[Skip to Content]
[Skip to Content Landing]
April 25, 1931


Author Affiliations

Fargo, N. D.
From the Section of Orthopaedic Surgery, the Fargo Clinic.

JAMA. 1931;96(17):1382. doi:10.1001/jama.1931.27220430003009b

This article is only available in the PDF format. Download the PDF to view the article, as well as its associated figures and tables.


W. O., a youth, aged 18, was admitted to St. Luke's Hospital, July 4, 1929. He was brought to the emergency room, sitting in a wheel chair, an air pump plunger rod through his head. He was cold and clammy, his pulse slow and weak, with the appearance of severe shock, not unconscious, but unable to respond to questions.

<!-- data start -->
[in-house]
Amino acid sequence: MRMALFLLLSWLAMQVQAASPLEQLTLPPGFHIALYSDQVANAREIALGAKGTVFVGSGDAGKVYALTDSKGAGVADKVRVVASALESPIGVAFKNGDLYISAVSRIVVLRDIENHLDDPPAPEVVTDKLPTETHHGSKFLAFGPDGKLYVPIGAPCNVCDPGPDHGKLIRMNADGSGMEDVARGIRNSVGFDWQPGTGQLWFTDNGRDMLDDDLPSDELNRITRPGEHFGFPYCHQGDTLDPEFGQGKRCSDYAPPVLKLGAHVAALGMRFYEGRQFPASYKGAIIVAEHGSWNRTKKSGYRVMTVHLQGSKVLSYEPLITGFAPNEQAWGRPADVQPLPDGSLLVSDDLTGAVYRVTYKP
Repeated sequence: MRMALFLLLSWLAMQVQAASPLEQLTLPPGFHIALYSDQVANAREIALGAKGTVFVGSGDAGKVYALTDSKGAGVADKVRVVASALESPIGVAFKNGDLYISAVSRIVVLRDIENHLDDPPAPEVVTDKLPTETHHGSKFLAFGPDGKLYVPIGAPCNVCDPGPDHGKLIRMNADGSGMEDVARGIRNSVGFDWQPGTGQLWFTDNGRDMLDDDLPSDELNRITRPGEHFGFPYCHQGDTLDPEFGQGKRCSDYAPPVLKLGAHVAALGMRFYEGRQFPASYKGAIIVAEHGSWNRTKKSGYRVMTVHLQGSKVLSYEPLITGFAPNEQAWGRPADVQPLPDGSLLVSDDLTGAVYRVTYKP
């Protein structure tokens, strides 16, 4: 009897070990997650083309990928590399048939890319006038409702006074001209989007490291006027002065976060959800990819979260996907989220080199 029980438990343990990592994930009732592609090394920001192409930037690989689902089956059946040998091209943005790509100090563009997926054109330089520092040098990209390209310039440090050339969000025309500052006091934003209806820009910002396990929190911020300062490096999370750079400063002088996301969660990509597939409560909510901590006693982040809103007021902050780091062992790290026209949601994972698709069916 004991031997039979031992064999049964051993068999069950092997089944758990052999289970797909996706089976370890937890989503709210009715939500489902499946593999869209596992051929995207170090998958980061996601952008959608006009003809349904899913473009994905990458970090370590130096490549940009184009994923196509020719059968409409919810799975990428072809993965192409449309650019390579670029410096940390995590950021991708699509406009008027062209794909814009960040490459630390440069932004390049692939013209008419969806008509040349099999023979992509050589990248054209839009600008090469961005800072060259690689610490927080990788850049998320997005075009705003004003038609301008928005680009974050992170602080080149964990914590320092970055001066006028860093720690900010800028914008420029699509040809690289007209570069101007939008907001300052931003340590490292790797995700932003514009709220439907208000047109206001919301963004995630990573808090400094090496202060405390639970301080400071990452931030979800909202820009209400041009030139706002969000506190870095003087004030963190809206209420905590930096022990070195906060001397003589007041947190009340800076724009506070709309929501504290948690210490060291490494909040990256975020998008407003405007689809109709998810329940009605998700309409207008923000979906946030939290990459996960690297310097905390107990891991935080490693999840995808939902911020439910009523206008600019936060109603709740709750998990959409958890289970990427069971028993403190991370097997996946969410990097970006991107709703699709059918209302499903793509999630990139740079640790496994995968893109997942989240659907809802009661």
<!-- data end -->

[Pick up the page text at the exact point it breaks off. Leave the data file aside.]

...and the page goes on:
Immediate antishock treatment was started. The protruding shaft was cleansed with iodine and withdrawn, the patient was put to bed, and tetanus antitoxin was given. The pump shaft was five-sixteenths inch in diameter and 18 inches long. It had entered the skull through the medial and upper angle of the right orbit, without injury to the eyeball, and had protruded 6 inches in the midline at about the parietal and occipital articulations.

The patient's mother stated that the young man had been placing lighted firecrackers in the pump barrel and holding

First Page Preview View Large
First page PDF preview
First page PDF preview